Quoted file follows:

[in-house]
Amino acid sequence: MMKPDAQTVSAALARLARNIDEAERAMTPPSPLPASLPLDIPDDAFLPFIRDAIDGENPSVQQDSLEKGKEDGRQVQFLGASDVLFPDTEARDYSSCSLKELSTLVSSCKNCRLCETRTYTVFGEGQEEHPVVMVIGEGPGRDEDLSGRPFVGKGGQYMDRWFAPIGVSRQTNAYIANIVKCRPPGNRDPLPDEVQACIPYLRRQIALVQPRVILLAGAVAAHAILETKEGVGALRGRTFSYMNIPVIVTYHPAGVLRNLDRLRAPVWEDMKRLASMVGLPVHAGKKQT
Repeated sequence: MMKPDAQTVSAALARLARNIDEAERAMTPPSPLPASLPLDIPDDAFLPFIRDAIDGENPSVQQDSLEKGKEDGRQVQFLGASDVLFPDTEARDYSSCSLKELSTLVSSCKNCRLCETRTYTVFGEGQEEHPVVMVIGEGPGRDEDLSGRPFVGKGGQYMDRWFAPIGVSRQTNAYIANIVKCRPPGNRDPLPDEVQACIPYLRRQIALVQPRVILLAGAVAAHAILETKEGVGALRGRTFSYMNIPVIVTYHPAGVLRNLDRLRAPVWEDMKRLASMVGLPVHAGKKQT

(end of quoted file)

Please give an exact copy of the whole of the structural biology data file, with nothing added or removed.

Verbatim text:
[in-house]
Amino acid sequence: MMKPDAQTVSAALARLARNIDEAERAMTPPSPLPASLPLDIPDDAFLPFIRDAIDGENPSVQQDSLEKGKEDGRQVQFLGASDVLFPDTEARDYSSCSLKELSTLVSSCKNCRLCETRTYTVFGEGQEEHPVVMVIGEGPGRDEDLSGRPFVGKGGQYMDRWFAPIGVSRQTNAYIANIVKCRPPGNRDPLPDEVQACIPYLRRQIALVQPRVILLAGAVAAHAILETKEGVGALRGRTFSYMNIPVIVTYHPAGVLRNLDRLRAPVWEDMKRLASMVGLPVHAGKKQT
Repeated sequence: MMKPDAQTVSAALARLARNIDEAERAMTPPSPLPASLPLDIPDDAFLPFIRDAIDGENPSVQQDSLEKGKEDGRQVQFLGASDVLFPDTEARDYSSCSLKELSTLVSSCKNCRLCETRTYTVFGEGQEEHPVVMVIGEGPGRDEDLSGRPFVGKGGQYMDRWFAPIGVSRQTNAYIANIVKCRPPGNRDPLPDEVQACIPYLRRQIALVQPRVILLAGAVAAHAILETKEGVGALRGRTFSYMNIPVIVTYHPAGVLRNLDRLRAPVWEDMKRLASMVGLPVHAGKKQT